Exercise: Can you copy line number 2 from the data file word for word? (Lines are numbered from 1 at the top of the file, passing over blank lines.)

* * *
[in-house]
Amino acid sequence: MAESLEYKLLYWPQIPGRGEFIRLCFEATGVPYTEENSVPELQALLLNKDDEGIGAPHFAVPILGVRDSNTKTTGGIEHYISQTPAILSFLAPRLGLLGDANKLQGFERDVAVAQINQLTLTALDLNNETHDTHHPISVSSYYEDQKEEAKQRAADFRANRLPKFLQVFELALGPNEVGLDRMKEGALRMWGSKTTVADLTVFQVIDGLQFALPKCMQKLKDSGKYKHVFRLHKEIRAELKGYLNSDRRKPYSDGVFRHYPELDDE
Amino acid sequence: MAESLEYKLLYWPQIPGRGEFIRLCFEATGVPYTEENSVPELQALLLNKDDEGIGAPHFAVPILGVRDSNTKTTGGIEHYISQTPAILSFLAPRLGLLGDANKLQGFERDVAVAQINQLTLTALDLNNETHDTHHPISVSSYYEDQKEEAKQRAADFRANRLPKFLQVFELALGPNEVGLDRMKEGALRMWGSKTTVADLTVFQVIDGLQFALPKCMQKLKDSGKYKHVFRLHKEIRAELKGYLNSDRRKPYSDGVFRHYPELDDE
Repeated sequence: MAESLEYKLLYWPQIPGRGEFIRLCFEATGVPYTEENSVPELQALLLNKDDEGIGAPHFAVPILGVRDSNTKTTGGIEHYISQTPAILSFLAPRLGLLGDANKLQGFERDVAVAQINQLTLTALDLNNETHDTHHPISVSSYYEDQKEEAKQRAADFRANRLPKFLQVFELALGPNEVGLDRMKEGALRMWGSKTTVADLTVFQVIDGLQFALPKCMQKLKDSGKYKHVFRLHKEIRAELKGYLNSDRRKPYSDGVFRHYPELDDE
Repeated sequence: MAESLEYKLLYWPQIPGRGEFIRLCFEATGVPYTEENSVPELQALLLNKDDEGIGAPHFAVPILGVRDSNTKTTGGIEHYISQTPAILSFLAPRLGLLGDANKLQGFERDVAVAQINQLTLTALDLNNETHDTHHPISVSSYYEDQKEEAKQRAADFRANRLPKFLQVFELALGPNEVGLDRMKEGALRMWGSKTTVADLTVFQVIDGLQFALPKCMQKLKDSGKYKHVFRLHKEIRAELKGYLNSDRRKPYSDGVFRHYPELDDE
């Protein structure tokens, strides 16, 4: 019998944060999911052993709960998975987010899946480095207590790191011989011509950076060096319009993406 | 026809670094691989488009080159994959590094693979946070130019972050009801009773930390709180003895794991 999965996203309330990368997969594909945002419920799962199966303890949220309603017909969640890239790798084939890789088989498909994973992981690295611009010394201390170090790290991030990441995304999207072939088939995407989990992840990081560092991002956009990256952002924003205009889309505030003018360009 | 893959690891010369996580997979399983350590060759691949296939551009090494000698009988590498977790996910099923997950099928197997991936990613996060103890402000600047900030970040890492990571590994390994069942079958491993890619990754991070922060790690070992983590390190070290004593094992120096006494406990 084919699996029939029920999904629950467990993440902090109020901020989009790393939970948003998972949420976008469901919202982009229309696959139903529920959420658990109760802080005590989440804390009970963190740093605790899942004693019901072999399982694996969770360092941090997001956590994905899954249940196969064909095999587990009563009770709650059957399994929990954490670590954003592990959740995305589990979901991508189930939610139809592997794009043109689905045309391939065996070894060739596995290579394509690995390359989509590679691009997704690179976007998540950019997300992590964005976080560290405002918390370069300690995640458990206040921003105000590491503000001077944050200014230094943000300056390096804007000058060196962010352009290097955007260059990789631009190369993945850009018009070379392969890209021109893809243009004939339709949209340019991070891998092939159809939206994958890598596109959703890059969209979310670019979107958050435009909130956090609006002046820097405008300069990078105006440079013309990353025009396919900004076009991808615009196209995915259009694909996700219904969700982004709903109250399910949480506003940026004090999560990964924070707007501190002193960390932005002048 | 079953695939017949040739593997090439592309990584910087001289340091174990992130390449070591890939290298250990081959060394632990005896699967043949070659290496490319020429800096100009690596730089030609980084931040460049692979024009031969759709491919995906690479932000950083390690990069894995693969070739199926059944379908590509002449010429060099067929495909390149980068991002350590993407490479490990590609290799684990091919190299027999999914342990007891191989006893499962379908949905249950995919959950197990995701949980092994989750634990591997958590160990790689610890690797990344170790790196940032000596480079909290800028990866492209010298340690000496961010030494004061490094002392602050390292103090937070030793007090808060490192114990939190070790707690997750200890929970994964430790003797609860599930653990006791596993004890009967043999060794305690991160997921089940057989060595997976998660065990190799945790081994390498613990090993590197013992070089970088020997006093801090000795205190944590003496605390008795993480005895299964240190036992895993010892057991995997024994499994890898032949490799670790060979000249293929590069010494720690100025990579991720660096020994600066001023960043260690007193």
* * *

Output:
Amino acid sequence: MAESLEYKLLYWPQIPGRGEFIRLCFEATGVPYTEENSVPELQALLLNKDDEGIGAPHFAVPILGVRDSNTKTTGGIEHYISQTPAILSFLAPRLGLLGDANKLQGFERDVAVAQINQLTLTALDLNNETHDTHHPISVSSYYEDQKEEAKQRAADFRANRLPKFLQVFELALGPNEVGLDRMKEGALRMWGSKTTVADLTVFQVIDGLQFALPKCMQKLKDSGKYKHVFRLHKEIRAELKGYLNSDRRKPYSDGVFRHYPELDDE